Formulation Challenge: Layering Flavors in Breaded Foods
Processed chicken, fish, onion rings, and hush puppies have been popular in the breaded category for years. Today, appetizers are a growing category of breaded products that include cheese sticks and vegetables such as jalapeno peppers, mushrooms, okra, corn, zucchini, broccoli, cauliflower and even dill pickle spears.
Both flavorings and texturizing ingredients impact the flavor of coated foods. (Texture and batter adhesion will be addressed more in the September issue of PF.) Cooking methods also impact the flavor potential of coated foods—whether they are fried, baked or microwaved makes a big difference as to finished flavor.
Flavor may be built into the coated food product through marination techniques or by adding flavorings to pre-dusts, batters and breadings. Color affects taste perception. A brighter food product will be perceived as tastier and juicier, compared to a duller-colored product. Condiments are a major factor in the overall acceptability of breaded products. Dips and sauces add flavor to an otherwise bland product.
Layering-on FlavorA typical battered and/or breaded product consists of various layers. Different parts of a coating system are subjected to various conditions. Because the outer layers are more prone to the effect of heat, light and oxygen, it is wise to build the flavor in the inner layers where the flavor is more protected.
Flavorful coating systems are created by adding spices, seasonings, and flavorings.
“By adding flavor in more than one layer, you can actually lift the overall flavor of a product,” says Andy Oxley, development director of coating systems at an ingredient supplier. “When you add complementary visual particulates or color in the outer layers you can create a good-tasting product that also visually tells the consumer how the product is going to taste.”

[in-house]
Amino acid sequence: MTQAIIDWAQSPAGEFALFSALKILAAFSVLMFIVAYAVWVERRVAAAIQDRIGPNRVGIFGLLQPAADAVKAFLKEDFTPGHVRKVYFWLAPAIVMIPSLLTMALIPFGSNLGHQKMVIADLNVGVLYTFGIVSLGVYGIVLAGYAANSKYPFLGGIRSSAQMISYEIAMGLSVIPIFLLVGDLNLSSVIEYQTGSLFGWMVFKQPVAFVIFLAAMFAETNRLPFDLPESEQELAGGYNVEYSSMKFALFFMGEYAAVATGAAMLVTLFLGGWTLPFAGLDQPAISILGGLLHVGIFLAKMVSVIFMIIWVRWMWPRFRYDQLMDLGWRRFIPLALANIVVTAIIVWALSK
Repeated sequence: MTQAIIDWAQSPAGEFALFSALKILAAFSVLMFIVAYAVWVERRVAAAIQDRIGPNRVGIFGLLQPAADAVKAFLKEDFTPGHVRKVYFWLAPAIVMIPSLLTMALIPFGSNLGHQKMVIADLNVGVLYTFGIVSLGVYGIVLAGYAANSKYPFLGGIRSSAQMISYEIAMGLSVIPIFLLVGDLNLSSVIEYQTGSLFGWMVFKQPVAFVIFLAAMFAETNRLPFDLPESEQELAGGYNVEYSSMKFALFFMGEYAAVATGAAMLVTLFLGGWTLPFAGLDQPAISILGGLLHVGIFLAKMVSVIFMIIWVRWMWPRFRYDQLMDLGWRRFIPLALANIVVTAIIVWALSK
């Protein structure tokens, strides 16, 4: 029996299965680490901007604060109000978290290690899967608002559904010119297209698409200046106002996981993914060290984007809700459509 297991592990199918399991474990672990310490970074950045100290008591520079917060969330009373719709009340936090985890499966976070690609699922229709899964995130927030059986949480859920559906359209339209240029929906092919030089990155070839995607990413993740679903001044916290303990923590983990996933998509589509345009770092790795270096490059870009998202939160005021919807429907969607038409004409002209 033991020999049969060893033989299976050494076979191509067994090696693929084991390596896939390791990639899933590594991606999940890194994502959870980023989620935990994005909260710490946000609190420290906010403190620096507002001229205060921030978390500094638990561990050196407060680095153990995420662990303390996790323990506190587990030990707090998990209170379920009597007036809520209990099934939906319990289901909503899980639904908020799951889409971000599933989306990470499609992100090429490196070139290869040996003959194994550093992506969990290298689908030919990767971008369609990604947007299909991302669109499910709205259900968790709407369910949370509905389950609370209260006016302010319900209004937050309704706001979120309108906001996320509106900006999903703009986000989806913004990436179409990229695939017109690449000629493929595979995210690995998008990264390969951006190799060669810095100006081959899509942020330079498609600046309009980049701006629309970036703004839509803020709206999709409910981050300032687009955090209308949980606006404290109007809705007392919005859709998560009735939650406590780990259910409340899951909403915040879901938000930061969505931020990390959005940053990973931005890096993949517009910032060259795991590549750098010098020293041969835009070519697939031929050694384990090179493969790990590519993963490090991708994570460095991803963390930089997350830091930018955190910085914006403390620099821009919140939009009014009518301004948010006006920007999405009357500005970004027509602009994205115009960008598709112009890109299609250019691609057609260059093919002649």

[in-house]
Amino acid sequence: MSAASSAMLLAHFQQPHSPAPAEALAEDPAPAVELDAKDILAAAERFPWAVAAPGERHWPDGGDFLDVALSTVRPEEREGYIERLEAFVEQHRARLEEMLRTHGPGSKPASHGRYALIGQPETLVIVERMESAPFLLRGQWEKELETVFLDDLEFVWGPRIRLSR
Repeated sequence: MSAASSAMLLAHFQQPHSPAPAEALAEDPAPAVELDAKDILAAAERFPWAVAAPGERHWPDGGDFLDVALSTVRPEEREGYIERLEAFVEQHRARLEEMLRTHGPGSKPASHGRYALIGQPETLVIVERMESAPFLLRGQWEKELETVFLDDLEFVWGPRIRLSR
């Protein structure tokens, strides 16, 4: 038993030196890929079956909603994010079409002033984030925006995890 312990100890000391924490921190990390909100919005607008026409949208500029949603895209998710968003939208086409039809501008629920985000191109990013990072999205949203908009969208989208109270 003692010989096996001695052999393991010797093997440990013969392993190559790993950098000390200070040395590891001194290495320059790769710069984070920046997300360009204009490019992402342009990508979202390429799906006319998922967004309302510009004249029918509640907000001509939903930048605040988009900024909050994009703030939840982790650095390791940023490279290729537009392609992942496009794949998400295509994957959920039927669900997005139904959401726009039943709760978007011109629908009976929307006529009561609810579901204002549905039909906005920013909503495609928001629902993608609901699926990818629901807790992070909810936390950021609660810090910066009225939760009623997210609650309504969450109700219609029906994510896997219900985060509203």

Typically, a breaded product starts with an inner (meat, cheese, vegetable etc.) layer, followed by a pre-dust on top, a wet batter, and then the breading.
The meat is probably the best place to provide flavor to the end product, says George Tucker, technical sales, at a Midwestern ingredient company.
“With marination, the flavor is in the most insulated portion during frying—the temperature inside here will not usually get much above 165-180º F.” Meat/poultry broths that are water-soluble and, therefore, easily dispersible, can be used as part of the marinade to boost overall flavor.
Pre-dusts, which improve batter adhesion, can be flavored with a light seasoning to improve the natural flavor of the base (such as fish or poultry). The pre-dust has the protection of both the breader and the batter, so flavors will not usually flash off. Using lemon, vinegar or mustard powder in the pre-dust, for example, can give the finished product a tangy flavor. Flavors such as cheese, chili, garlic, meat, fish, poultry and fried flavors (fat powders) also can enhance.
Although the batter may have some ingredients that provide visual appeal, flavor ingredients are key. The breading provides some protection for the batter; however, much of the flavor may flash off or scorch when it comes in contact with heat. Cheese powders, tomato powders, flavors, and spices may burn if put on the outermost coating of deep-fried products.
The breading is the most challenging to flavor. “Most ingredients used for flavoring have a low tolerance to the temperatures associated with frying and will, therefore, either flash off or scorch,” says Tucker. “The key is to find flavoring ingredients that can survive the high temperatures at an economic level or to introduce the flavor to a part of the finished product where the flavor can be best preserved.”
Flavors such as meat powders and fat powders can provide flavor impact versus liquid broth or broth powders which would tend to scorch more readily, says Tucker. They are also more economical, he adds.
Flavor Building BlocksFlavor can be added to coated products by the use of spices, seasonings, flavorings and flavor enhancers.